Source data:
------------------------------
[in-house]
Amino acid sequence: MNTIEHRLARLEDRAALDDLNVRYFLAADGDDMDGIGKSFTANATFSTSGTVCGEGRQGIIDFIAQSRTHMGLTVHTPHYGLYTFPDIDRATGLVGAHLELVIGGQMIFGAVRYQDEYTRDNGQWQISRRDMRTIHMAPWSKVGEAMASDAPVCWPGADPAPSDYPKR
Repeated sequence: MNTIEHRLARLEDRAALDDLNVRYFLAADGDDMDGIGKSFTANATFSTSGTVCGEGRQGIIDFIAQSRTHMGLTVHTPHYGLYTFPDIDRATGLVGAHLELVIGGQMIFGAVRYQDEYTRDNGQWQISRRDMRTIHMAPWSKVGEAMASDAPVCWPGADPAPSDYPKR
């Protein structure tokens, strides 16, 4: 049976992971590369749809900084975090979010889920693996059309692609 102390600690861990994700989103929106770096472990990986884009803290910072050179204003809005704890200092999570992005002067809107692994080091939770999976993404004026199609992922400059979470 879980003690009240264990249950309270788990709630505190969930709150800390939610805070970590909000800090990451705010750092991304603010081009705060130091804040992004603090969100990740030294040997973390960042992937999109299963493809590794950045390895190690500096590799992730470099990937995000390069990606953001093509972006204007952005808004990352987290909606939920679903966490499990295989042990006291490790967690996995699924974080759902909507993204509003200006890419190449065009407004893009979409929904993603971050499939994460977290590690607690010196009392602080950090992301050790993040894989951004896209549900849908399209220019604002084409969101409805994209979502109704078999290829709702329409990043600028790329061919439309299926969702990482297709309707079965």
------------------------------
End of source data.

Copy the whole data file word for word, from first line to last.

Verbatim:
[in-house]
Amino acid sequence: MNTIEHRLARLEDRAALDDLNVRYFLAADGDDMDGIGKSFTANATFSTSGTVCGEGRQGIIDFIAQSRTHMGLTVHTPHYGLYTFPDIDRATGLVGAHLELVIGGQMIFGAVRYQDEYTRDNGQWQISRRDMRTIHMAPWSKVGEAMASDAPVCWPGADPAPSDYPKR
Repeated sequence: MNTIEHRLARLEDRAALDDLNVRYFLAADGDDMDGIGKSFTANATFSTSGTVCGEGRQGIIDFIAQSRTHMGLTVHTPHYGLYTFPDIDRATGLVGAHLELVIGGQMIFGAVRYQDEYTRDNGQWQISRRDMRTIHMAPWSKVGEAMASDAPVCWPGADPAPSDYPKR
């Protein structure tokens, strides 16, 4: 049976992971590369749809900084975090979010889920693996059309692609 102390600690861990994700989103929106770096472990990986884009803290910072050179204003809005704890200092999570992005002067809107692994080091939770999976993404004026199609992922400059979470 879980003690009240264990249950309270788990709630505190969930709150800390939610805070970590909000800090990451705010750092991304603010081009705060130091804040992004603090969100990740030294040997973390960042992937999109299963493809590794950045390895190690500096590799992730470099990937995000390069990606953001093509972006204007952005808004990352987290909606939920679903966490499990295989042990006291490790967690996995699924974080759902909507993204509003200006890419190449065009407004893009979409929904993603971050499939994460977290590690607690010196009392602080950090992301050790993040894989951004896209549900849908399209220019604002084409969101409805994209979502109704078999290829709702329409990043600028790329061919439309299926969702990482297709309707079965």